What things do you wish you could have in your tool suite to enable you to do your job better?

In terms of technology, HubSpot is pretty comprehensive, so at the moment, I think we’re pretty well covered in terms of tools. I think the one thing that I would love to have is a CRM manager or data analyst on our team because we want to do a bit more in terms of data-driven marketing. Proving marketing ROI, and ensuring that the marketing-to-sales bridge is really solid. As we increase in volume for traffic and inbound leads, it’s important to make sure that your data hygiene is up to snuff. [You need to make sure] that you’re doing the right things and tracking performance, and making sure that your persona profiles are accurate and you’re getting the right information from the sales team funneled back to marketing. That would be the highest on my wish list..

Any notable blunders?

No, I feel really fortunate that the team I have around me are super skilled, very capable. Anything that is a slip-up, we tend to recover pretty quickly, and everything’s a learning opportunity. There’s nothing that’s happened that’s been detrimental or life- altering for us. We’re in a phase of trying to achieve high growth, so we take the mentality of test and iterate. So there are no mistakes, just learning opportunities.

What is your favorite flavor of ice cream?

Ben and Jerry’s vegan mint chocolate chip. Which, funnily enough, you cannot find in Sweden, since they don’t really have mint chocolate chip here. It’s an American thing, and I miss that a lot. Swedish people love licorice-flavored ice cream, but I have not acquired a taste for it.

What do you like about working with DeveloperMedia?

We have a new relationship with DeveloperMedia, but we hadn’t put a lot of budget towards media buys before, so this is something kind of new to us. But it’s been a really great experience so far. They’ve been really supportive, and they definitely feel like they are in our corner and really want us to succeed. The thing that I like the most is that they are ensuring that we’re getting our message in front of the right people, which, as I mentioned previously, can be one of the challenges of marketing to developers. So, I feel like we’re in good hands with them. Our main rep, Meagan, is very responsive, very easy to work with. I really feel she cares about us as a customer. Overall, it’s been a good experience.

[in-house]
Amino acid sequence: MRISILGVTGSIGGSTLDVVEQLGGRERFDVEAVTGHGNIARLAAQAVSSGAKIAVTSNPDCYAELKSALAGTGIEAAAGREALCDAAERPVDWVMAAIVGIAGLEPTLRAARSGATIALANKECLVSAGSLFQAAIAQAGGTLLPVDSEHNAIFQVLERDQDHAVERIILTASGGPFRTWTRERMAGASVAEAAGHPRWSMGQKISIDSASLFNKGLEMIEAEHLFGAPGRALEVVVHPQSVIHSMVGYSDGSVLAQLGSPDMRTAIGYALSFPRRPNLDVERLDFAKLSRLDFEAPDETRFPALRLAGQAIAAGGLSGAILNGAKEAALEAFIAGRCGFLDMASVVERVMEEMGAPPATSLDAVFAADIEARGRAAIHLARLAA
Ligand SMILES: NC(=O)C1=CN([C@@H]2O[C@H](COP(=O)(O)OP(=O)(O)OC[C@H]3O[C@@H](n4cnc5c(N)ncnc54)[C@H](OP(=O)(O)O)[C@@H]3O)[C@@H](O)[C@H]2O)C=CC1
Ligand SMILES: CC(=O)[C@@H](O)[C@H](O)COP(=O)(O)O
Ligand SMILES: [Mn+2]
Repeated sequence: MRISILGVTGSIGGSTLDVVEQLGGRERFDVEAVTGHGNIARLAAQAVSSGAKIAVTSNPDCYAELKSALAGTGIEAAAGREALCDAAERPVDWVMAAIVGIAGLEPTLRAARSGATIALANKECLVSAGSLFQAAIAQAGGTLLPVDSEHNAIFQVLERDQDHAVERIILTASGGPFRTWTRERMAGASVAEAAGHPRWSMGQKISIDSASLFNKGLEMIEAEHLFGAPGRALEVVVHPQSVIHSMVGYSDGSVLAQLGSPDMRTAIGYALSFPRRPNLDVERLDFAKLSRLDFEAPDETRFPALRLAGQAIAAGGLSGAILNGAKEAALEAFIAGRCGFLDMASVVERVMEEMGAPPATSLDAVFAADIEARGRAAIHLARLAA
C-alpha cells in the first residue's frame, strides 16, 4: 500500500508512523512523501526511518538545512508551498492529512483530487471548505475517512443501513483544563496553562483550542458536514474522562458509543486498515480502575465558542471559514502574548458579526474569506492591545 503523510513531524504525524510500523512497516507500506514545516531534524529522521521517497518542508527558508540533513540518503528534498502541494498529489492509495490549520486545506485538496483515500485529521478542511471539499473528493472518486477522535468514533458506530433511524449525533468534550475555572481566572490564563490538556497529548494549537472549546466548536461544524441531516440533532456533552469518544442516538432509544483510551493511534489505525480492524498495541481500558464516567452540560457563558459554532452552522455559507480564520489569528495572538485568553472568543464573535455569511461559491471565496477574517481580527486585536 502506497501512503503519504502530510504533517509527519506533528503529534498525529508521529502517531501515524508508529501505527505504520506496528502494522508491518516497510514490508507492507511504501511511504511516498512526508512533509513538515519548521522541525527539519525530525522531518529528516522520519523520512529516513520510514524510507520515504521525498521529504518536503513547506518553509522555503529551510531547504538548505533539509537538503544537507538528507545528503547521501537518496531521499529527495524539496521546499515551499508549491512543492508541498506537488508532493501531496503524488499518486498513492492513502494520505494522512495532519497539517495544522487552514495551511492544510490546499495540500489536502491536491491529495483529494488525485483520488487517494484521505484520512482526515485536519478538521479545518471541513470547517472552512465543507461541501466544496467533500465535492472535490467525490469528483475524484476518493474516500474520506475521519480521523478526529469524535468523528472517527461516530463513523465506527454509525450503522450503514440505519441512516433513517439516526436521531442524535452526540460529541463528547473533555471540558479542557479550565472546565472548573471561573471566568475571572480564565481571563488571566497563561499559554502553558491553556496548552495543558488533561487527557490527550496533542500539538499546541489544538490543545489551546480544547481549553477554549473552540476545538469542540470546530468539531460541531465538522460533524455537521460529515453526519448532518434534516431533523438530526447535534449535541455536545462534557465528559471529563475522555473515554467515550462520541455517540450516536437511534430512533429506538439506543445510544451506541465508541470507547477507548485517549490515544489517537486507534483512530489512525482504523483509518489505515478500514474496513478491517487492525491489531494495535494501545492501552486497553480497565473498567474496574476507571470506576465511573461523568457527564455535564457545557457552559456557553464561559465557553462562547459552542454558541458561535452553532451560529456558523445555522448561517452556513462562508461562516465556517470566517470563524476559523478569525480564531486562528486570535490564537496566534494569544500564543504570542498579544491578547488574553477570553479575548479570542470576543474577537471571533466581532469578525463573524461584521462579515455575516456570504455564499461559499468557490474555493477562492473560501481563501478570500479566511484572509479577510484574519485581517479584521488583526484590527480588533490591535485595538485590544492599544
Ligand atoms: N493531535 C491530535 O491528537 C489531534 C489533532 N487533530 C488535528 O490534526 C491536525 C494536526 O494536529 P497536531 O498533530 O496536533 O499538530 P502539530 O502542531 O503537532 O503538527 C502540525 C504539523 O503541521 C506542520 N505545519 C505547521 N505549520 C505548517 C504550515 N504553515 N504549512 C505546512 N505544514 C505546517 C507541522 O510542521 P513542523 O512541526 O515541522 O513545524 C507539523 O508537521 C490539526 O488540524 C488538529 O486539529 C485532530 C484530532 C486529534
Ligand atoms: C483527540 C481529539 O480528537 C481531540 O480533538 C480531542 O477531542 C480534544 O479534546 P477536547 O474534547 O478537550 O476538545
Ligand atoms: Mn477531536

Final thoughts?

I really want to emphasize that, at Weavy, [one of the things] we are doing really well is running a really collaborative organization. It wouldn’t be possible without every single person that contributes, and I’m really proud of the team that I have. But more than that, our developers themselves, like our product team, step up and really help support us with technical content. The CEO gets in there and helps with some of our video tutorials, [etc.] and working at events. It’s really a full-on organization effort for the things that we’re doing. I think that’s why we’re succeeding in the developer community — because we’re not just a bunch of marketers trying to talk to tech people. We’re a really tech-forward organization that’s trying to reach people just like ourselves.


It’s clear from our conversation with Lydia that she is a Weavy evangelist and devoted to serving the developer community. As you read through the interview, you can find best practices, some marketing insights, and evidence of the devotion that Lydia puts into her marketing efforts. Some key elements that contribute to her success and Weavy’s success in developer marketing include:

  • Using a robust CRM as the centerpiece of marketing activities. You can’t improve what you can’t measure. A CRM with marketing automation and other tools may seem expensive, but compared to the cost of tracking things manually (or not tracking at all), the right management, automation, and tracking tools are a bargain.
  • Understanding the developer audience. Weavy focuses their marketing on the technical content that developers are looking for, and strives to communicate information about their offering honestly, with authenticity and transparency.
  • Having an organization which supports your marketing efforts from the top down. Everyone at Weavy who has expertise to help marketing communicate with their audience pitches in, from the CEO down.

Marketing is a rewarding profession and a great career choice, and marketing to developers offers the opportunity to engage with an audience which is genuine and has a sense of community not found in other audiences. If you want to learn more about marketing to the developer community, and the capabilities of DeveloperMedia as a partner, start with the D2D Advertising Guide.


Weavy –

DeveloperMedia –

Malmo, Sweden –

HubSpot –

DeveloperMedia advertising guide –